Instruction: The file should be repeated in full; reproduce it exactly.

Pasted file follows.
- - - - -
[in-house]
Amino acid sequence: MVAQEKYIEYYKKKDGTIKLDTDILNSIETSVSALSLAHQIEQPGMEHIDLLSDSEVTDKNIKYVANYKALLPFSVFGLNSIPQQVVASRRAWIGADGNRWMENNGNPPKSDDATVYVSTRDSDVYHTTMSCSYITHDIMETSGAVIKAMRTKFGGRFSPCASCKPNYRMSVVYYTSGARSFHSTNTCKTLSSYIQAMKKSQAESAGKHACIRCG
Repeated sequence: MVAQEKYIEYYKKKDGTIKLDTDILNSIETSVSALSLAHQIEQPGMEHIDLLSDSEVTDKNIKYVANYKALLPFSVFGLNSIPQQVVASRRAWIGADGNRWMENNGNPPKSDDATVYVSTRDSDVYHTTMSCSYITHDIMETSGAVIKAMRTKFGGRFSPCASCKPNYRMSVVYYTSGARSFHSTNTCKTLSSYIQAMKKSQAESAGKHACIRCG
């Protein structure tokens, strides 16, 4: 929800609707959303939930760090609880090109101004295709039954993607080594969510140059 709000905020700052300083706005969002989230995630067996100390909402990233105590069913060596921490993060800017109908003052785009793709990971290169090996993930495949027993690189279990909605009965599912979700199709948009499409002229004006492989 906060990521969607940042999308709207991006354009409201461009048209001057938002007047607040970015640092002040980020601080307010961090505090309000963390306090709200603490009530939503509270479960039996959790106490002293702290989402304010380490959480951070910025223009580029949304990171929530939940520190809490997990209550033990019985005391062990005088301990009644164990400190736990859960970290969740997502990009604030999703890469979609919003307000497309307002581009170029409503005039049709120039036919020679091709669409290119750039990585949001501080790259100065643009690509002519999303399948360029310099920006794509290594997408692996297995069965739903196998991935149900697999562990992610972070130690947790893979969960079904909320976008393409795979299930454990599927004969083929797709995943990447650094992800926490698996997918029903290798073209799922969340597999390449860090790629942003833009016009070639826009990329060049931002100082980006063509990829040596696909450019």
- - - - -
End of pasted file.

[in-house]
Amino acid sequence: MVAQEKYIEYYKKKDGTIKLDTDILNSIETSVSALSLAHQIEQPGMEHIDLLSDSEVTDKNIKYVANYKALLPFSVFGLNSIPQQVVASRRAWIGADGNRWMENNGNPPKSDDATVYVSTRDSDVYHTTMSCSYITHDIMETSGAVIKAMRTKFGGRFSPCASCKPNYRMSVVYYTSGARSFHSTNTCKTLSSYIQAMKKSQAESAGKHACIRCG
Repeated sequence: MVAQEKYIEYYKKKDGTIKLDTDILNSIETSVSALSLAHQIEQPGMEHIDLLSDSEVTDKNIKYVANYKALLPFSVFGLNSIPQQVVASRRAWIGADGNRWMENNGNPPKSDDATVYVSTRDSDVYHTTMSCSYITHDIMETSGAVIKAMRTKFGGRFSPCASCKPNYRMSVVYYTSGARSFHSTNTCKTLSSYIQAMKKSQAESAGKHACIRCG
């Protein structure tokens, strides 16, 4: 929800609707959303939930760090609880090109101004295709039954993607080594969510140059 709000905020700052300083706005969002989230995630067996100390909402990233105590069913060596921490993060800017109908003052785009793709990971290169090996993930495949027993690189279990909605009965599912979700199709948009499409002229004006492989 906060990521969607940042999308709207991006354009409201461009048209001057938002007047607040970015640092002040980020601080307010961090505090309000963390306090709200603490009530939503509270479960039996959790106490002293702290989402304010380490959480951070910025223009580029949304990171929530939940520190809490997990209550033990019985005391062990005088301990009644164990400190736990859960970290969740997502990009604030999703890469979609919003307000497309307002581009170029409503005039049709120039036919020679091709669409290119750039990585949001501080790259100065643009690509002519999303399948360029310099920006794509290594997408692996297995069965739903196998991935149900697999562990992610972070130690947790893979969960079904909320976008393409795979299930454990599927004969083929797709995943990447650094992800926490698996997918029903290798073209799922969340597999390449860090790629942003833009016009070639826009990329060049931002100082980006063509990829040596696909450019």